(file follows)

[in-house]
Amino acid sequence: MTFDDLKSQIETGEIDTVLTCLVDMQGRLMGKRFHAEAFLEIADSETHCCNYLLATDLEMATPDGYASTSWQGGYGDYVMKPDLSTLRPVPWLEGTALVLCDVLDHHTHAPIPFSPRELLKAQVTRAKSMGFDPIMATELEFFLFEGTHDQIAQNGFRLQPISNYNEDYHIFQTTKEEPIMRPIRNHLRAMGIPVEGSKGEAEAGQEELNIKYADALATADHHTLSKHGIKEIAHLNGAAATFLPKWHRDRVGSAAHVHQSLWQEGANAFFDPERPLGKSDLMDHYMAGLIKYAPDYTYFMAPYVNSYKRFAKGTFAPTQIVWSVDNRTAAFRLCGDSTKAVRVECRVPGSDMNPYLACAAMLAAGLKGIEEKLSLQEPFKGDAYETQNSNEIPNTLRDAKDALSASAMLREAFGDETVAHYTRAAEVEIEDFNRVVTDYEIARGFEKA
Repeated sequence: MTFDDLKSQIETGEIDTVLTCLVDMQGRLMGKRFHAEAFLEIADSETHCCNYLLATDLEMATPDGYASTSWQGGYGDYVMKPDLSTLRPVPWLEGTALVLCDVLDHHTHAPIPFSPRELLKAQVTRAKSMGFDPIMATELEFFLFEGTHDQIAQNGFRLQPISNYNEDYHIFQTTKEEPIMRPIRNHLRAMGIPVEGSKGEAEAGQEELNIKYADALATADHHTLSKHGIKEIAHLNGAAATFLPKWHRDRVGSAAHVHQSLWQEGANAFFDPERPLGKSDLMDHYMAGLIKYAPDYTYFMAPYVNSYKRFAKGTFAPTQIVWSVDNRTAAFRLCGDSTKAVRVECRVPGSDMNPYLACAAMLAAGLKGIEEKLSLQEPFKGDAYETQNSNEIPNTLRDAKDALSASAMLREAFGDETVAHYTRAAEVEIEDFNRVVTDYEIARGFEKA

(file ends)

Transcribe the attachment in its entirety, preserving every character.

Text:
[in-house]
Amino acid sequence: MTFDDLKSQIETGEIDTVLTCLVDMQGRLMGKRFHAEAFLEIADSETHCCNYLLATDLEMATPDGYASTSWQGGYGDYVMKPDLSTLRPVPWLEGTALVLCDVLDHHTHAPIPFSPRELLKAQVTRAKSMGFDPIMATELEFFLFEGTHDQIAQNGFRLQPISNYNEDYHIFQTTKEEPIMRPIRNHLRAMGIPVEGSKGEAEAGQEELNIKYADALATADHHTLSKHGIKEIAHLNGAAATFLPKWHRDRVGSAAHVHQSLWQEGANAFFDPERPLGKSDLMDHYMAGLIKYAPDYTYFMAPYVNSYKRFAKGTFAPTQIVWSVDNRTAAFRLCGDSTKAVRVECRVPGSDMNPYLACAAMLAAGLKGIEEKLSLQEPFKGDAYETQNSNEIPNTLRDAKDALSASAMLREAFGDETVAHYTRAAEVEIEDFNRVVTDYEIARGFEKA
Repeated sequence: MTFDDLKSQIETGEIDTVLTCLVDMQGRLMGKRFHAEAFLEIADSETHCCNYLLATDLEMATPDGYASTSWQGGYGDYVMKPDLSTLRPVPWLEGTALVLCDVLDHHTHAPIPFSPRELLKAQVTRAKSMGFDPIMATELEFFLFEGTHDQIAQNGFRLQPISNYNEDYHIFQTTKEEPIMRPIRNHLRAMGIPVEGSKGEAEAGQEELNIKYADALATADHHTLSKHGIKEIAHLNGAAATFLPKWHRDRVGSAAHVHQSLWQEGANAFFDPERPLGKSDLMDHYMAGLIKYAPDYTYFMAPYVNSYKRFAKGTFAPTQIVWSVDNRTAAFRLCGDSTKAVRVECRVPGSDMNPYLACAAMLAAGLKGIEEKLSLQEPFKGDAYETQNSNEIPNTLRDAKDALSASAMLREAFGDETVAHYTRAAEVEIEDFNRVVTDYEIARGFEKA